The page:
History of Hilton Village

Hilton Village located in Warwick County on the outskirts of the independent city of Newport News in the Hampton Roads region of Virginia was the United States' first Federal war-housing project established during World War I.

The planned community was jointly sponsored by the U.S. Shipping Board and the Newport News Shipbuilding and Drydock Company. It was built on the site of J. Pembroke Jones' farm "Hilton."

Hilton Village was opened July 7, 1918. The street names in the 100-acre tract of former pine woods containing 500 English village-type houses honor government and shipyard officials. The houses were sold to private owners after the war.

The former Warwick County and the City of Newport News voted to consolidate (merge) in 1958 to form the current expansive city known as Newport News.

In 1917, during World War I, the war effort is in full swing. Newport News Shipbuilding has many contracts to build ships and is hiring; shipyard workers are being housed in overcrowded and/or temporary quarters and the community of Newport News is facing a severe housing shortage. This led to the birth of Hilton Village. In fact, the housing shortage was so severe that Newport News Shipbuilding president Homer L. Ferguson traveled to Washington to emphasize to congress its impact on ship construction, and thus the war effort. Immediately after his appearance, the United States Shipping Board was provided funding of $1.2 million and authorization to create a comprehensive emergency housing program. Hilton Village was the first project for the emergency housing program. About three miles north of the Newport News City limits, in Warwick County, land known locally as the Darling Tract was purchased. This consisted of about 200 acres of woodlands and, located on a bluff overlooking the James River, the pre-Civil War homestead was named "Hilton". In 1917, one of the finest town planners of the era, Henry Vincent Hubbard of Harvard University, was employed to plan the community; Francis Joannes was hired as the architect. The architects met with the wives of shipyard workers. Based on their input 14 house plans were designed for the projected 500 English village-style homes. Clearing the wooded site began on April 18, 1918 with a hoard of laborers and mules. By the time of the Armistice in November 1918, almost 200 homes had either been completed or were substantially complete and more than a dozen families lived in Hilton Village. Hilton’s formal dedication was held on July 7, 1918. The Hilton Elementary School was completed in 1919. Scaled back to 473 homes after the end of World War I, by the end of 1920 all the homes had been completed and were occupied. The cost estimate for site development and building each house was $3,200. The average annual salary at Newport News Shipbuilding was between $1,400 - $2,000. Hilton Village has maintained its close knit neighborhood quality and is a desired location for families, empty-nesters, retirees and businesses.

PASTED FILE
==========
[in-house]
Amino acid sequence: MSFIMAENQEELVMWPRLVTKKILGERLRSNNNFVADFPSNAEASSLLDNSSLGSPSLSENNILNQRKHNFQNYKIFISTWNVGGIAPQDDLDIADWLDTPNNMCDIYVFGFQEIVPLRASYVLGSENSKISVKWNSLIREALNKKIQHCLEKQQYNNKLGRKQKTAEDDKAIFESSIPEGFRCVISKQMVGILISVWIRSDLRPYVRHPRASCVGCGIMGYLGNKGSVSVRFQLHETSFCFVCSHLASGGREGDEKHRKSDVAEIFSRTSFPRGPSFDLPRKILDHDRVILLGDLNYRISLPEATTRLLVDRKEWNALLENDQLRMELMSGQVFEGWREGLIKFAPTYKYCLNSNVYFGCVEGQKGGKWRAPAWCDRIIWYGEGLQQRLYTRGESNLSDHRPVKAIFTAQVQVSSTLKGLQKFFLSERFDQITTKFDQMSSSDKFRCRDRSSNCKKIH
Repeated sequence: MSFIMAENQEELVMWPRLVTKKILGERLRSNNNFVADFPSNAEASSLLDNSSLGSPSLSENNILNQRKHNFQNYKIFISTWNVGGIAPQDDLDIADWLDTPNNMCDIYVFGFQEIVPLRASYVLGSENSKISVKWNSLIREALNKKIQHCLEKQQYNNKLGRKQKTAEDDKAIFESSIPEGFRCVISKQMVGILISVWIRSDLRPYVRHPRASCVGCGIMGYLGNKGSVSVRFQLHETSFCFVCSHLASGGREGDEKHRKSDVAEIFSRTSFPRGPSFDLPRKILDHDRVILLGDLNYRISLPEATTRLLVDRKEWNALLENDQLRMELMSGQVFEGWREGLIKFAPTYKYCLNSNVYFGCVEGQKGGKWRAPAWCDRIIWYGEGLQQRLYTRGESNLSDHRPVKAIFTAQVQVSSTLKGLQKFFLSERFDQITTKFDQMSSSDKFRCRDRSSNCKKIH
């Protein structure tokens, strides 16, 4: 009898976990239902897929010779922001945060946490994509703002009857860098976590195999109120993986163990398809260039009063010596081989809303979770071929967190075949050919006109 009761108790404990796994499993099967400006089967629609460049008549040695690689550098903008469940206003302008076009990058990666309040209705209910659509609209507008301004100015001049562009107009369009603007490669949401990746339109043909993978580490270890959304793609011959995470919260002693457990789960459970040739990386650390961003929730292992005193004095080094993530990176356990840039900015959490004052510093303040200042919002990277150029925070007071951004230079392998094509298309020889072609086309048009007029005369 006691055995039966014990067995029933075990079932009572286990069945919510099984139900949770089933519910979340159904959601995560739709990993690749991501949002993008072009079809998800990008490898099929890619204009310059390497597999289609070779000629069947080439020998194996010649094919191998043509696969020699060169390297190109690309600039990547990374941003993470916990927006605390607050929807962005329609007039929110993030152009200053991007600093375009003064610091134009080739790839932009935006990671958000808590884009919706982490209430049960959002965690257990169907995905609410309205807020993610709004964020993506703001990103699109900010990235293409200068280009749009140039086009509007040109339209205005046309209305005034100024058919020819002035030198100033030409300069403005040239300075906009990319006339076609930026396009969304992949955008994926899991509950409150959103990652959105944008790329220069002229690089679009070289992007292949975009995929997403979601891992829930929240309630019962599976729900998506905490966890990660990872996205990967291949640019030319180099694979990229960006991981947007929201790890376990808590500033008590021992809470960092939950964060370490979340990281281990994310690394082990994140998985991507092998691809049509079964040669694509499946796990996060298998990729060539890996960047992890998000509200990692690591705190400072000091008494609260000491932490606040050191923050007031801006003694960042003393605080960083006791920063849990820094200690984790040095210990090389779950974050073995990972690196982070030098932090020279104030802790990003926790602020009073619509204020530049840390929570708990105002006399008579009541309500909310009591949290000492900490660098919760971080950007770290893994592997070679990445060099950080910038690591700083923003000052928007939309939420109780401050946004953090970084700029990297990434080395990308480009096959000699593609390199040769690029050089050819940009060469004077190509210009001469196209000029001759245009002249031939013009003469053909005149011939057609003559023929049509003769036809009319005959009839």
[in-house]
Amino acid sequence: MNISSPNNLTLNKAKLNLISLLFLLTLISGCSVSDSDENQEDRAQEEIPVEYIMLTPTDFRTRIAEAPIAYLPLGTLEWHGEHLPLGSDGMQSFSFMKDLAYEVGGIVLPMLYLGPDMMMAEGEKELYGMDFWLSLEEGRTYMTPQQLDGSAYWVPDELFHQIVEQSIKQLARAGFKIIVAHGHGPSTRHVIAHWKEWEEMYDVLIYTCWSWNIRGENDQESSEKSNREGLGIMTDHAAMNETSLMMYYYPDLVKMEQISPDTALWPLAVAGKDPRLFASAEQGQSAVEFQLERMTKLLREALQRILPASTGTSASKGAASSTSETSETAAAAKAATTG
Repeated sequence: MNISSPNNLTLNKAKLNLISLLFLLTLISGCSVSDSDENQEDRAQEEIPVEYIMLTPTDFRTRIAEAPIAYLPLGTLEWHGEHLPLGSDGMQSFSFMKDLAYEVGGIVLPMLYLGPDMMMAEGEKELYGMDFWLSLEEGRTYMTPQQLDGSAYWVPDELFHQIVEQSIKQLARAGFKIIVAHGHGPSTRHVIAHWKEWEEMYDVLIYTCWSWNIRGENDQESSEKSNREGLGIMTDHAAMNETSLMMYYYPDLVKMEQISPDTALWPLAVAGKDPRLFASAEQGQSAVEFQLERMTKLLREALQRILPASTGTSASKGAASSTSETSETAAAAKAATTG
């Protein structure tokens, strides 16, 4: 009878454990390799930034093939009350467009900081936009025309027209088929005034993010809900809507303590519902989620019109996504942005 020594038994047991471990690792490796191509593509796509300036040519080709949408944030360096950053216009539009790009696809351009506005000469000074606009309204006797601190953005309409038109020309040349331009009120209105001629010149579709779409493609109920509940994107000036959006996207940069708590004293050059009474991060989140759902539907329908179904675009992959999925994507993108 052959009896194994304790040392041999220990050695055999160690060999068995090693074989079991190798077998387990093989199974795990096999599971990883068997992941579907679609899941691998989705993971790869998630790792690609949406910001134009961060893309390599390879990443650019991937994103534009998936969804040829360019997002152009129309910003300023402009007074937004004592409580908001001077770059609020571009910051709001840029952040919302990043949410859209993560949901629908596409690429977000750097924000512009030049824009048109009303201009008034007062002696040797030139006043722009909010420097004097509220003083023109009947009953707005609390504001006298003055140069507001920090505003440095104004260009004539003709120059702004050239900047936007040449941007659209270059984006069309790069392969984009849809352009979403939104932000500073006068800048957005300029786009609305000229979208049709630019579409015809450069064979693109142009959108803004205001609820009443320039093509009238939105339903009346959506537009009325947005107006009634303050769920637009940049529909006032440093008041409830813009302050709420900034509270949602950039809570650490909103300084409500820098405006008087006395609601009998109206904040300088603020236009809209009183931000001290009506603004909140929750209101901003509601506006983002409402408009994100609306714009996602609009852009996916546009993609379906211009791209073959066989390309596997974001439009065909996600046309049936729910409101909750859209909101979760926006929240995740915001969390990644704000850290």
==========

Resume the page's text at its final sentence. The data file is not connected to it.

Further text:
In 1921, Hilton Village was purchased from the government (the United States Shipping Board) by Henry E. Huntington, chairman of the board at the shipyard. He formed the Newport News Land Company, which ran Hilton as an adjunct of the company. In 1922, some of the houses were put up for sale, and Hilton Village gradually became a community of homeowners. On January 1, 1945, the Warwick County government moved from Lee Hall to Hilton.

The American Planning Association (APA) announced in 2009 that Historic Hilton Village has been designated one of 10 Great Neighborhoods for 2009 by APA's Great Places in America program. APA Great Places exemplify exceptional character and highlight the role planners and planning play in creating communities of lasting value.

APA singled out Historic Hilton Village as an iconic example of timeless neighborhood planning concepts espoused by renowned British urban planner Sir Ebenezer Howard. Historic Hilton Village was the first of approximately 100 federally financed and constructed housing projects during World War I, yet still remains an exemplary national model for communities wanting to plan and build compact, pedestrian-friendly places.